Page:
The Fritz Pollard Alliance, an influential group that promotes diversity and job equality in the NFL, called on players Thursday to stop using the N-word on the field after highly publicized incidents involving the Miami Dolphins and Washington Redskins.
Harry Carson and John Wooten, the organization's executive director and chair, respectively, released a statement saying a number of game-day officials commonly have heard players use the N-word during games.
"As former players (along with thousands of others) who have worked hard in different eras of the game to leave proud legacies for those who follow us, we are appalled and extremely disappointed to learn that the worst and most derogatory word ever spoken in our country is being used during games as well as casually in the locker room," the statement reads.
The Alliance also has called on the league to punish players who use the racial slur on the field through immediate ejections and subsequent fines, league sources told ESPN NFL Insider Adam Schefter.
Redskins offensive tackle Trent Williams has been accused of using the N-word toward umpire Roy Ellison in last week's game against Philadelphia, the sources said. The Alliance came to the defense of Ellison, who previously has been questioned and criticized for allegedly using racially tinged profanity toward Williams.
But the Alliance said Williams told Ellison "f--- you" and called him the N-word after Ellison warned him about using such profanities during the course of the game.
Williams refuted that he ever made offensive comments to Ellison.
"I didn't say any derogatory statements to him," Williams said. "That still doesn't account for anything he said. No ref could ever say I used any language toward them. You've got to watch what you say to them. ... If I said it, why wait until I'm at the line to come back and say [what he did]."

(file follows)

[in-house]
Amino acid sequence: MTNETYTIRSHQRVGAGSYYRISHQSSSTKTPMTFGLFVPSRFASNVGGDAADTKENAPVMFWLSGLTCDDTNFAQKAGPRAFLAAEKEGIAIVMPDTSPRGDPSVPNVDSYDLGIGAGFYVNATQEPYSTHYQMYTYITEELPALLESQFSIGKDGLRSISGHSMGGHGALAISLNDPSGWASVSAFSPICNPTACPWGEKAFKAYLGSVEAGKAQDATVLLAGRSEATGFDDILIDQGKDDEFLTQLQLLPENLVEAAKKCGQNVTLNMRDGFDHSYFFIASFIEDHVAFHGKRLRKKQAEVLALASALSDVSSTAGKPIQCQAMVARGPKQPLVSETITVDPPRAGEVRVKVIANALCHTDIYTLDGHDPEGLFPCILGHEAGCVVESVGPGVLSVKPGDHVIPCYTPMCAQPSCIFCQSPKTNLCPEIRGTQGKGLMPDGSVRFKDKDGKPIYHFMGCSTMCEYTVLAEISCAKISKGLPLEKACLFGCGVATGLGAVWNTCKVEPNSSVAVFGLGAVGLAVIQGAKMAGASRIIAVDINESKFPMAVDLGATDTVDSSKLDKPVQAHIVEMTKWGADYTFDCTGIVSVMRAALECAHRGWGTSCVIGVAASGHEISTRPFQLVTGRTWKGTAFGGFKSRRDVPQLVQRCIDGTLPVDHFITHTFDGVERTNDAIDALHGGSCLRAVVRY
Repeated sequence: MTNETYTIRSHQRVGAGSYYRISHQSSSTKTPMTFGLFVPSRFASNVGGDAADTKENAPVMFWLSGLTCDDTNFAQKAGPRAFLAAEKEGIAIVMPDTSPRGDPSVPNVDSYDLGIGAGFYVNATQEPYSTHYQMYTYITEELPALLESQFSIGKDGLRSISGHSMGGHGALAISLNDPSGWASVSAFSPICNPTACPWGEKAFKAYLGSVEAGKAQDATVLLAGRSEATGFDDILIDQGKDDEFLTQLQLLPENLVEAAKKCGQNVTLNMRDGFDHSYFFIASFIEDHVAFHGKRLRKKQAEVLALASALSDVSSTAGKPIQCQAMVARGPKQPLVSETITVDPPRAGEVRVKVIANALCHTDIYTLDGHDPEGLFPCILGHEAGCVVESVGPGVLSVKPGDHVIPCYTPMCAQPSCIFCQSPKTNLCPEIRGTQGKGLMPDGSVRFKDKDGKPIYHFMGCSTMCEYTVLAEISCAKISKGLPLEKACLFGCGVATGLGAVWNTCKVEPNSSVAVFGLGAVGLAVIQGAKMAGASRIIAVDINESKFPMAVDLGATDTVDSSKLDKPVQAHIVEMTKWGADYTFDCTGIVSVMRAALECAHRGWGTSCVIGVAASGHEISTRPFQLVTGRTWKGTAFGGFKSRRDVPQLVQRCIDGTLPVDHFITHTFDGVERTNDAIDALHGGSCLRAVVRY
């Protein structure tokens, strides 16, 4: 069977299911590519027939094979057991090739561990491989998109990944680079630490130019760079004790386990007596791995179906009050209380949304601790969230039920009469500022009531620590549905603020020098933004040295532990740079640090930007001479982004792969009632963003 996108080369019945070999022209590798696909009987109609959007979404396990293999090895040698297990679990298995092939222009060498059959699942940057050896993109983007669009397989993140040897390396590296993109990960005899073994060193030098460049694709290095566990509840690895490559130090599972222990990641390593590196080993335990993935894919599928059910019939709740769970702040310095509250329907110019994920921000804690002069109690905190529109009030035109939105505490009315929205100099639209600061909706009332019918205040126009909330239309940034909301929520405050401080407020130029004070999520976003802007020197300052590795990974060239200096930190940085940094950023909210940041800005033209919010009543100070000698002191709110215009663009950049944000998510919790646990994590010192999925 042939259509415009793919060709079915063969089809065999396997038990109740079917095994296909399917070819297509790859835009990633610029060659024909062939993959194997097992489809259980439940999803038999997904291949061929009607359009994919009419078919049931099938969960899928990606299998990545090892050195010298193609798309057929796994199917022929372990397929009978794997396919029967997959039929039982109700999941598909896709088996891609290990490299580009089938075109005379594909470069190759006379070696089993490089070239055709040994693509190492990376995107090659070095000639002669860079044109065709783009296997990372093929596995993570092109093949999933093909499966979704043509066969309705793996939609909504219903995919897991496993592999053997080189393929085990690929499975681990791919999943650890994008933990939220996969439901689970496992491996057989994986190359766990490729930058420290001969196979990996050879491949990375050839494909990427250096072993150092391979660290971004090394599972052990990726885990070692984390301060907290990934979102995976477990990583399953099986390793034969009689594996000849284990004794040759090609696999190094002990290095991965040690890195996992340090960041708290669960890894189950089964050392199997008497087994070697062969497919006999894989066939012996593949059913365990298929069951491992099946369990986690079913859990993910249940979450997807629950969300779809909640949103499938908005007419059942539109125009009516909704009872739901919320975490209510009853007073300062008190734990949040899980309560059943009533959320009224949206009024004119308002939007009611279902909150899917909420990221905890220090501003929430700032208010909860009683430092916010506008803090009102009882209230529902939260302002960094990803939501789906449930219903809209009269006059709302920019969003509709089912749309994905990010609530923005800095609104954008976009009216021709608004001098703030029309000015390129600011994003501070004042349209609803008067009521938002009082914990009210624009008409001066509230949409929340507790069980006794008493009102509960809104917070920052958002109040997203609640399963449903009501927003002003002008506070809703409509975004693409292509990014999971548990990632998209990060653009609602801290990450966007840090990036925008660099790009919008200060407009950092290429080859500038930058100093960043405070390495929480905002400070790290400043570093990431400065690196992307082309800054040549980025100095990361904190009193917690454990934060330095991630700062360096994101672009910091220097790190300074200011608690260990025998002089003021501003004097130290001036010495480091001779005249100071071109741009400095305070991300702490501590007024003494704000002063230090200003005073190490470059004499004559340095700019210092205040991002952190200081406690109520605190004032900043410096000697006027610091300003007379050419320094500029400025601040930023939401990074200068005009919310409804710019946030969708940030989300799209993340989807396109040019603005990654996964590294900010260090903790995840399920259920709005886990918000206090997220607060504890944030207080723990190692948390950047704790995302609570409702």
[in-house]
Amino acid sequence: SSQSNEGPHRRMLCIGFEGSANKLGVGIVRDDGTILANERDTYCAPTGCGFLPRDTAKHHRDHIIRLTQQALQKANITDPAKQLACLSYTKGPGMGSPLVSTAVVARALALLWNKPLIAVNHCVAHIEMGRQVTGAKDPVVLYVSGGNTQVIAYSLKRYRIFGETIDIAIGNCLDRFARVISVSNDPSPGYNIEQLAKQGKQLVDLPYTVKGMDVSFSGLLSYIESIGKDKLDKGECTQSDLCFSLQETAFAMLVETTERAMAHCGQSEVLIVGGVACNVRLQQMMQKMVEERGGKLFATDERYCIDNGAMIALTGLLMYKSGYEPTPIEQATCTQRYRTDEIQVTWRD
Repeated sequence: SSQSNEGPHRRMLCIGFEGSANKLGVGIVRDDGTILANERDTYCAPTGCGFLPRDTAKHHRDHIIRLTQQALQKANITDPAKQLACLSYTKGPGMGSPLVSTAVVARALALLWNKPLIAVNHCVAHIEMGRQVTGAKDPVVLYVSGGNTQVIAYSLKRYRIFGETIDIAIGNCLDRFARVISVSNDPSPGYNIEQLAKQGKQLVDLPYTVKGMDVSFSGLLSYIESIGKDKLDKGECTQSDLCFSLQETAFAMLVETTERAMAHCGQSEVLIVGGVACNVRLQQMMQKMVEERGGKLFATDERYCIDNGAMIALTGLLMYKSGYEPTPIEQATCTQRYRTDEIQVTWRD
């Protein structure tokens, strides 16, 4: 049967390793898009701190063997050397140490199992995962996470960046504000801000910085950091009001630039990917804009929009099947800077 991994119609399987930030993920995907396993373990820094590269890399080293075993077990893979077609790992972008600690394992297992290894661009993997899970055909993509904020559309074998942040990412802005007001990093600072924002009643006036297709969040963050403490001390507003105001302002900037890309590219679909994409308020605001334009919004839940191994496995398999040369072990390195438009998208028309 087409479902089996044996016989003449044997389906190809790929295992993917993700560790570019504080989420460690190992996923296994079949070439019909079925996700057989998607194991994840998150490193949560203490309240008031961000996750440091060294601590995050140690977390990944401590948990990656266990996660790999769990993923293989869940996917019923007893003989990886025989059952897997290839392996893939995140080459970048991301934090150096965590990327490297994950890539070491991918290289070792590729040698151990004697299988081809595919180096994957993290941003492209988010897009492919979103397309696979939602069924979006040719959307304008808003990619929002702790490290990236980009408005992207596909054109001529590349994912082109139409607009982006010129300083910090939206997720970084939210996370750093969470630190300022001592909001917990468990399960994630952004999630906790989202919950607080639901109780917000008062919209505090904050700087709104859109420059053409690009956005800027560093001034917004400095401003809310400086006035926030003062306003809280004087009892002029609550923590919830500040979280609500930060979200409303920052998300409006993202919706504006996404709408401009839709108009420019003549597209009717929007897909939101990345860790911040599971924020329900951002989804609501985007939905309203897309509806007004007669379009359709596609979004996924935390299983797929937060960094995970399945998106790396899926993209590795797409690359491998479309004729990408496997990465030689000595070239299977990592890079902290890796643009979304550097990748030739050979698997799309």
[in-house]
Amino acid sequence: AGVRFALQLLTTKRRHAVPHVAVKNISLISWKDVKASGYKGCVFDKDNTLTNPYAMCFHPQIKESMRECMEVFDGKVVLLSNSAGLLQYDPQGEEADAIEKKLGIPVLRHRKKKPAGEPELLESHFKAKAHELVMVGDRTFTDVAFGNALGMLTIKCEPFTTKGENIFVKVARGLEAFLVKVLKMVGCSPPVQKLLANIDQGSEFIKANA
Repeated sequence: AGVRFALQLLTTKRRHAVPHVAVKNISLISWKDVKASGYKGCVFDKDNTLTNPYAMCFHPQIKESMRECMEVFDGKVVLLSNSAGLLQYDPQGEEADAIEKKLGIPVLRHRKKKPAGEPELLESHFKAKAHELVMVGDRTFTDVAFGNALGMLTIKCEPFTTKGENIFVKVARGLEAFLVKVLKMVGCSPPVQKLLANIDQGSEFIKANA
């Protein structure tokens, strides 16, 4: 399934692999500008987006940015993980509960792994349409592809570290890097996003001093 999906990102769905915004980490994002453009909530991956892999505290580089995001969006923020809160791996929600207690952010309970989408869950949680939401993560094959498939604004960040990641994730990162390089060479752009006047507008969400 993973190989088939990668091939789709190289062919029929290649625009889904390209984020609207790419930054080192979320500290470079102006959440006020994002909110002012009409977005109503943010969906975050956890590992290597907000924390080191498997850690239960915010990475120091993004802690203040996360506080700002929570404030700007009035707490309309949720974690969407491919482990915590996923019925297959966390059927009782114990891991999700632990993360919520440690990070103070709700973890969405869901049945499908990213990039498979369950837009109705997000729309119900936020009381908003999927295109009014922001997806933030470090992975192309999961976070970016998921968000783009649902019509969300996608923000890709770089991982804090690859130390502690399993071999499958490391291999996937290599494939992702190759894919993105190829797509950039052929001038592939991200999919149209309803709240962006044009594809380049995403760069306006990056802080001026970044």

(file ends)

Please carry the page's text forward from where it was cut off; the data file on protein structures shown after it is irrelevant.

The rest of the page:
Williams also denied accusations of directing the N-word at Ellison, saying, "I laugh at that statement."
When Williams responded the way he did, Ellison called him "an ungrateful a--h---," though Williams' teammates backed the offensive tackle and said Ellison also used other vulgar language, such as "disrespectful m-----f-----."
According to sources, the Alliance said it wished Ellison behaved differently and had penalized and ejected Williams; instead, he used vulgar words of his own, casting a spotlight on the verbal dispute and leading to the news release it issued Thursday, the sources said.
Suspended Dolphins offensive lineman Richie Incognito, meanwhile, used the N-word in a voice mail left earlier this year for teammate Jonathan Martin, who left the team on Oct. 28 alleging bullying and harassment by teammates.
The statement mentions former players such as Kenny Washington, Woody Strode, Bill Willis and Marion Motley, "who bravely withstood the indignity of the N-word during a time when black men were beaten and even hung simply because of the color of their skin."
"We are not asking players to point fingers or to report who said what when. We are simply asking that you respect the dignity of your teammates, fellow players, officials, coaches, fans, and yourselves. Most importantly, we ask that you respect every man who has worn the uniform but especially those men who helped make the National Football League what it is today and have made it possible for you to follow in their footsteps," the statement reads.
"Refusing to use the N-word will show that respect."
Information from ESPN.com Redskins reporter John Keim was used in this report.